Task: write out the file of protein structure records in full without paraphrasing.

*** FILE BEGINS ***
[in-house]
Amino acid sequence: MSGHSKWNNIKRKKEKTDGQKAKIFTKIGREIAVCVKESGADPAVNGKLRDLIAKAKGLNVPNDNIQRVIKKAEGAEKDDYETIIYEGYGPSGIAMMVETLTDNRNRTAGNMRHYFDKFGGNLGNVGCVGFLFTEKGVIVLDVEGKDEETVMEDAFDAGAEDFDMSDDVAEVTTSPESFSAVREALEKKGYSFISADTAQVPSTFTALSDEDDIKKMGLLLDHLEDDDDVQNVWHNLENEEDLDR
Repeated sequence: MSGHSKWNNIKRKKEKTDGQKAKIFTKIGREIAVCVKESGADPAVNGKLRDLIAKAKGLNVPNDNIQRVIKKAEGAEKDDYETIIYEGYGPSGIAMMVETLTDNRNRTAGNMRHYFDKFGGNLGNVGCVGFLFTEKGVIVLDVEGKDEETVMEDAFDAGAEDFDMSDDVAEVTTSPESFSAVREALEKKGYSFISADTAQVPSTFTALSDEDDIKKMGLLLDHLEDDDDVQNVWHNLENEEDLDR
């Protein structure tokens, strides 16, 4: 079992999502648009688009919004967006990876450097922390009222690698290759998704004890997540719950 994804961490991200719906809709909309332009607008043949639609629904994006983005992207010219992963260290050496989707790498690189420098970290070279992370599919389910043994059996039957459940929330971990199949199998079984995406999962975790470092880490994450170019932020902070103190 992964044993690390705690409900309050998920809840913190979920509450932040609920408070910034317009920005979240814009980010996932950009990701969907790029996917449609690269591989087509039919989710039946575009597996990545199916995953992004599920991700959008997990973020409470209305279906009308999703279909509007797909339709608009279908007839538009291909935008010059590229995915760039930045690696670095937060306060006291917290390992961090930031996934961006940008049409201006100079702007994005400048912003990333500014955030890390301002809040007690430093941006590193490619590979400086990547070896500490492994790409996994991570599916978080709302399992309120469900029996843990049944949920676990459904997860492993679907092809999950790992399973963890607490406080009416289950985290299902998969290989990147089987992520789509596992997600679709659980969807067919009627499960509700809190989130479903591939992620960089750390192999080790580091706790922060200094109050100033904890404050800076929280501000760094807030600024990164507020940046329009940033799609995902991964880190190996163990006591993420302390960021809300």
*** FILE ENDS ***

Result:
[in-house]
Amino acid sequence: MSGHSKWNNIKRKKEKTDGQKAKIFTKIGREIAVCVKESGADPAVNGKLRDLIAKAKGLNVPNDNIQRVIKKAEGAEKDDYETIIYEGYGPSGIAMMVETLTDNRNRTAGNMRHYFDKFGGNLGNVGCVGFLFTEKGVIVLDVEGKDEETVMEDAFDAGAEDFDMSDDVAEVTTSPESFSAVREALEKKGYSFISADTAQVPSTFTALSDEDDIKKMGLLLDHLEDDDDVQNVWHNLENEEDLDR
Repeated sequence: MSGHSKWNNIKRKKEKTDGQKAKIFTKIGREIAVCVKESGADPAVNGKLRDLIAKAKGLNVPNDNIQRVIKKAEGAEKDDYETIIYEGYGPSGIAMMVETLTDNRNRTAGNMRHYFDKFGGNLGNVGCVGFLFTEKGVIVLDVEGKDEETVMEDAFDAGAEDFDMSDDVAEVTTSPESFSAVREALEKKGYSFISADTAQVPSTFTALSDEDDIKKMGLLLDHLEDDDDVQNVWHNLENEEDLDR
């Protein structure tokens, strides 16, 4: 079992999502648009688009919004967006990876450097922390009222690698290759998704004890997540719950 994804961490991200719906809709909309332009607008043949639609629904994006983005992207010219992963260290050496989707790498690189420098970290070279992370599919389910043994059996039957459940929330971990199949199998079984995406999962975790470092880490994450170019932020902070103190 992964044993690390705690409900309050998920809840913190979920509450932040609920408070910034317009920005979240814009980010996932950009990701969907790029996917449609690269591989087509039919989710039946575009597996990545199916995953992004599920991700959008997990973020409470209305279906009308999703279909509007797909339709608009279908007839538009291909935008010059590229995915760039930045690696670095937060306060006291917290390992961090930031996934961006940008049409201006100079702007994005400048912003990333500014955030890390301002809040007690430093941006590193490619590979400086990547070896500490492994790409996994991570599916978080709302399992309120469900029996843990049944949920676990459904997860492993679907092809999950790992399973963890607490406080009416289950985290299902998969290989990147089987992520789509596992997600679709659980969807067919009627499960509700809190989130479903591939992620960089750390192999080790580091706790922060200094109050100033904890404050800076929280501000760094807030600024990164507020940046329009940033799609995902991964880190190996163990006591993420302390960021809300």